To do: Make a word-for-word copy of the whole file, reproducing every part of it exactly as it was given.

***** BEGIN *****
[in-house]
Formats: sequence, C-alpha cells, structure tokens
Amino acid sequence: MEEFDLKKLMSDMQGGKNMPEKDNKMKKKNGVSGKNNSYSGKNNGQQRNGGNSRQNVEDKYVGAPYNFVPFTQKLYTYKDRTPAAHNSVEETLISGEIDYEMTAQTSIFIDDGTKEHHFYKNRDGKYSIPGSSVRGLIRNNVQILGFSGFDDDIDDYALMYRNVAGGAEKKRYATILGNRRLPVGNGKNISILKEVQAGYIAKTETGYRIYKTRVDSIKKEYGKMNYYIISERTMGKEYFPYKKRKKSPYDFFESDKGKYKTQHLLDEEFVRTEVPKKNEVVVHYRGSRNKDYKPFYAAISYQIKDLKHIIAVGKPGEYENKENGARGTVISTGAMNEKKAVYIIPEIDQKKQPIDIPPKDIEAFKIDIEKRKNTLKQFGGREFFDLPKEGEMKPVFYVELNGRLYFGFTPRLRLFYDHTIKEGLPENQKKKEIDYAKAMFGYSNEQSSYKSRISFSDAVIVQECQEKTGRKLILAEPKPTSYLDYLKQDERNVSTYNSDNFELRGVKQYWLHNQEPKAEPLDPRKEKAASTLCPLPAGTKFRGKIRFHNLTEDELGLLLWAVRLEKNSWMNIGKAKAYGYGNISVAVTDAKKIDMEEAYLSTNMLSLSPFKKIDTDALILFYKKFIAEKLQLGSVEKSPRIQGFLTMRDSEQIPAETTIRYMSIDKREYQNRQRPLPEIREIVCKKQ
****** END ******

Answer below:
[in-house]
Formats: sequence, C-alpha cells, structure tokens
Amino acid sequence: MEEFDLKKLMSDMQGGKNMPEKDNKMKKKNGVSGKNNSYSGKNNGQQRNGGNSRQNVEDKYVGAPYNFVPFTQKLYTYKDRTPAAHNSVEETLISGEIDYEMTAQTSIFIDDGTKEHHFYKNRDGKYSIPGSSVRGLIRNNVQILGFSGFDDDIDDYALMYRNVAGGAEKKRYATILGNRRLPVGNGKNISILKEVQAGYIAKTETGYRIYKTRVDSIKKEYGKMNYYIISERTMGKEYFPYKKRKKSPYDFFESDKGKYKTQHLLDEEFVRTEVPKKNEVVVHYRGSRNKDYKPFYAAISYQIKDLKHIIAVGKPGEYENKENGARGTVISTGAMNEKKAVYIIPEIDQKKQPIDIPPKDIEAFKIDIEKRKNTLKQFGGREFFDLPKEGEMKPVFYVELNGRLYFGFTPRLRLFYDHTIKEGLPENQKKKEIDYAKAMFGYSNEQSSYKSRISFSDAVIVQECQEKTGRKLILAEPKPTSYLDYLKQDERNVSTYNSDNFELRGVKQYWLHNQEPKAEPLDPRKEKAASTLCPLPAGTKFRGKIRFHNLTEDELGLLLWAVRLEKNSWMNIGKAKAYGYGNISVAVTDAKKIDMEEAYLSTNMLSLSPFKKIDTDALILFYKKFIAEKLQLGSVEKSPRIQGFLTMRDSEQIPAETTIRYMSIDKREYQNRQRPLPEIREIVCKKQ